The media are desperate to lend support to congressional Democrats in their frenzied opposition to the appointment of Brett Kavanaugh, an otherwise qualified jurist, to the Supreme Court. On MSNBC's All In Monday night, host Chris Hayes cherry-picked a single remark in order to denigrate the federal judge.
Hayes reported: “The A.P. dug through thousands of pages of documents released as part of Kavanaugh's confirmation process and found a 1999 article in which Kavanaugh questioned whether the unanimous Supreme Court decision [U.S. v. Nixon] was in fact correct.” This single remark made twenty years ago is of the utmost importance because, according to Hayes, “Precedent will indeed play a major role in Kavanaugh's confirmation process, whether it would be, say, Roe v. Wade or United States v. Nixon.”
The remark that Nixon might have been wrongly decided was found in a transcript from a round-table with Kavanaugh and attorneys representing President Clinton in 1999. As the National Review reports, Kavanaugh was actually defending the decision in Nixon, demonstrating that the Clinton defense team could not claim privilege without undermining precedent.
Hayes mentions briefly that “Kavanaugh allies say he has other writings on the case including some that sound more favorable,” without citing a single such writing. Other than defending Nixon in that transcript, Kavanaugh most recently wrote in the Notre Dame Law Review in 2014 and in the Catholic University Law Review in 2015 articles praising the decision. Not only did Hayes falsely equate off-the-cuff rhetoric in a transcript to scholarly legal writings, but he also mentioned, almost as an afterthought, the existence of a robust record that proves Kavanaugh’s sound reasoning.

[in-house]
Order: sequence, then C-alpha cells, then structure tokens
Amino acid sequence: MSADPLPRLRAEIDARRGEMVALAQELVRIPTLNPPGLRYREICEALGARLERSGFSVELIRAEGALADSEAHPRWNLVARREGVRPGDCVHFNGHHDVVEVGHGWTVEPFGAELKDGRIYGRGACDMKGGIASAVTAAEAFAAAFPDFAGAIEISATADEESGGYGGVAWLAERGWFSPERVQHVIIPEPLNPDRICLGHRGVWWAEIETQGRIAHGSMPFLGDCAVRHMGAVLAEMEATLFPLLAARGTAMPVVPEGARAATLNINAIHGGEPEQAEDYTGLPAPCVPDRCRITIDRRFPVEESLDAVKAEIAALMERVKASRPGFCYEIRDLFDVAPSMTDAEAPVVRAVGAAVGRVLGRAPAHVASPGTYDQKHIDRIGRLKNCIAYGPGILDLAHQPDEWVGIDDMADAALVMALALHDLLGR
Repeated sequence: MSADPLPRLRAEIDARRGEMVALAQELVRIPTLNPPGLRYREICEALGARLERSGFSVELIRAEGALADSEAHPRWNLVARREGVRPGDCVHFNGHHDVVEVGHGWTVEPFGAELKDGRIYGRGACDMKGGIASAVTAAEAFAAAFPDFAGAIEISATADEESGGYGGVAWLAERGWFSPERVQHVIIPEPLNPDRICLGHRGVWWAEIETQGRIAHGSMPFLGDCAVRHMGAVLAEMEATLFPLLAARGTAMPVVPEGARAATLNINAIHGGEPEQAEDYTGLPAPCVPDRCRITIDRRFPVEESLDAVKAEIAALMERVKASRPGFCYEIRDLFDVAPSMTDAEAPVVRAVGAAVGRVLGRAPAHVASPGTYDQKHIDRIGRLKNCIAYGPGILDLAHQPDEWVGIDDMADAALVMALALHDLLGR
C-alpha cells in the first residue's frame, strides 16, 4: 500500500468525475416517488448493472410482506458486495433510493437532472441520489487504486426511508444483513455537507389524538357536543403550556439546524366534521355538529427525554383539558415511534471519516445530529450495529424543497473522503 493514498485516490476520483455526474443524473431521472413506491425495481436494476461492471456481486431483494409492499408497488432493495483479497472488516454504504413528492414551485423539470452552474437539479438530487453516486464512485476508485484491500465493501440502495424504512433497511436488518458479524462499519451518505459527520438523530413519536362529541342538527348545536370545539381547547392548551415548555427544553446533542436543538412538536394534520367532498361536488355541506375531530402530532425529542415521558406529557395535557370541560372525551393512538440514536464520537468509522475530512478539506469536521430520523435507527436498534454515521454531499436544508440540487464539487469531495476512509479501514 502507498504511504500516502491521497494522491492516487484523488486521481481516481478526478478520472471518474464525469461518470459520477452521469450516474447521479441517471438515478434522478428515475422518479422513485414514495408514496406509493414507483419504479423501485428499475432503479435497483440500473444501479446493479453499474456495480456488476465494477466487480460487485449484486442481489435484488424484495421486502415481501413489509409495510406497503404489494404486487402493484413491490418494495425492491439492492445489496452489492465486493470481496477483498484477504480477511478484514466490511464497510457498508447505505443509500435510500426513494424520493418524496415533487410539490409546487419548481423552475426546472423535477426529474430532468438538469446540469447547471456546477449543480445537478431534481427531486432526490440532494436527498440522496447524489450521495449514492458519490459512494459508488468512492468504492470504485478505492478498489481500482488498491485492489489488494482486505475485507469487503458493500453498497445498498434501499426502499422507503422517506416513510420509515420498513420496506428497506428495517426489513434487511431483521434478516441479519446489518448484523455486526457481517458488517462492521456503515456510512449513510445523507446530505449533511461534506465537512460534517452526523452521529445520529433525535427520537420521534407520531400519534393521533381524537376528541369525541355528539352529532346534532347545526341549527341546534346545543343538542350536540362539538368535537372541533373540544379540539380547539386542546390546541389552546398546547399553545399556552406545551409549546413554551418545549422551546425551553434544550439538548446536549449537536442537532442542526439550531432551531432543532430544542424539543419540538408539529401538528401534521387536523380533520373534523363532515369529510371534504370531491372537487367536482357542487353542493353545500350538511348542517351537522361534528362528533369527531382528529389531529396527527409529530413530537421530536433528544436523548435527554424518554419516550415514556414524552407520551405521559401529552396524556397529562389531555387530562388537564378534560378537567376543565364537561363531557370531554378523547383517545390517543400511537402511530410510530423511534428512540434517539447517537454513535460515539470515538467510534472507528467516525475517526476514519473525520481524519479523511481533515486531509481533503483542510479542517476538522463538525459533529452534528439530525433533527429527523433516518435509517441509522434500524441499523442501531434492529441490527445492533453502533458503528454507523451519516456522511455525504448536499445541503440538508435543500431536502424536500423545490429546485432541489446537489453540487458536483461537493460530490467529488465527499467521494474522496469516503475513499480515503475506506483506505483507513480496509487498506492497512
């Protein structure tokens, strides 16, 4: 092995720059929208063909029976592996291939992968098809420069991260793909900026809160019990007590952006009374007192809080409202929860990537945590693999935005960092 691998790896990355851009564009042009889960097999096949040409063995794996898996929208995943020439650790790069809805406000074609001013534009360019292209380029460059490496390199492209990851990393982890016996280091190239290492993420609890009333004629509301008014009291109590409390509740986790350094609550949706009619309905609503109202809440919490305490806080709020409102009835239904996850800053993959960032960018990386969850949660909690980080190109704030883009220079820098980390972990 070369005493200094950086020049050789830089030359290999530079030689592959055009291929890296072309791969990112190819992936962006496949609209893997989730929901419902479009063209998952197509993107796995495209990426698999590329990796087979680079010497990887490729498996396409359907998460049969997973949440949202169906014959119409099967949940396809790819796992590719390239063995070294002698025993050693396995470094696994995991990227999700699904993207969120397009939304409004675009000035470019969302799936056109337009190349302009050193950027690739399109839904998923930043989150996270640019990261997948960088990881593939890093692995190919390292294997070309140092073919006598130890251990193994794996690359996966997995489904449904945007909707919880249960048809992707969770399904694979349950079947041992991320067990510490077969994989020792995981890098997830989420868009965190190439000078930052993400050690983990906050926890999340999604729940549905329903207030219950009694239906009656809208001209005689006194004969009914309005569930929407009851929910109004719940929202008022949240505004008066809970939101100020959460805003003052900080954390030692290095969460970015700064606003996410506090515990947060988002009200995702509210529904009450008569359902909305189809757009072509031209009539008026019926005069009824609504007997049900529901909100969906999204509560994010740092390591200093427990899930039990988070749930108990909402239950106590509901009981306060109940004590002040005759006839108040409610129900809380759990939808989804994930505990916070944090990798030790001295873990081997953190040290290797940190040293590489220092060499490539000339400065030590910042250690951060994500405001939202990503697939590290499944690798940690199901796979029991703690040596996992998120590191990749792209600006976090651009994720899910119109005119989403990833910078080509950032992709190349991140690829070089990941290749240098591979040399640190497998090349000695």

Nevertheless, that single remark taken out of context was enough for Hayes to claim that Kavanaugh’s opinion “is far outside the legal mainstream,” a common but unfounded criticism of the court nominee. Hayes likewise argued that “It is also of screaming significance as we head towards an almost certain legal showdown between the White House and the Mueller team over a possible presidential interview,” tying the comment to a greater conspiracy that Kavanaugh will be Trump’s "man on the inside" of the Supreme Court.
Apparently without doing a single moment’s worth of research, Chris Hayes took a single comment out of context in an attempt to bolster Democratic attacks on Kavanaugh.
The full transcript can be read below:
All In with Chris Hayes
8:49:03 PM ET
CHRIS HAYES: But Precedent. Precedent will indeed play a major role in Kavanaugh's confirmation process, whether it would be, say, Roe v. Wade or United States v. Nixon. The case that compelled Richard Nixon to turn over the Watergate tapes. The A.P. dug through thousands of pages of documents released as part of Kavanaugh's confirmation process and found a 1999 article in which Kavanaugh questioned whether the unanimous Supreme Court decision was in fact correct. Quoting him here: "But maybe Nixon was wrongly decided- heresy though it is to say so." Well, yes, it is, Brett. “Maybe the tension of the time led to an erroneous decision." Now, that opinion, that it was wrongly decided, is far outside the legal mainstream. It is also of screaming significance as we head towards an almost certain legal showdown between the White House and the Mueller team over a possible presidential interview, one whose fate will almost certainly be decided by the Supreme Court interpreting and applying the Nixon precedent. Kavanaugh allies say he has other writings on the case including some that sound more favorable. But how much more of his work will we get to see? Kavanaugh's a former Bush administration member. His documents from that time in the White House are public record. In other words, they belong to us the people. Majority leader Mitch McConnell is already maneuvering to curtail a detailed examination of those records, interestingly enough, setting up a showdown right before the midterms. What Democrats can do about the Supreme Court and more headed into November, next.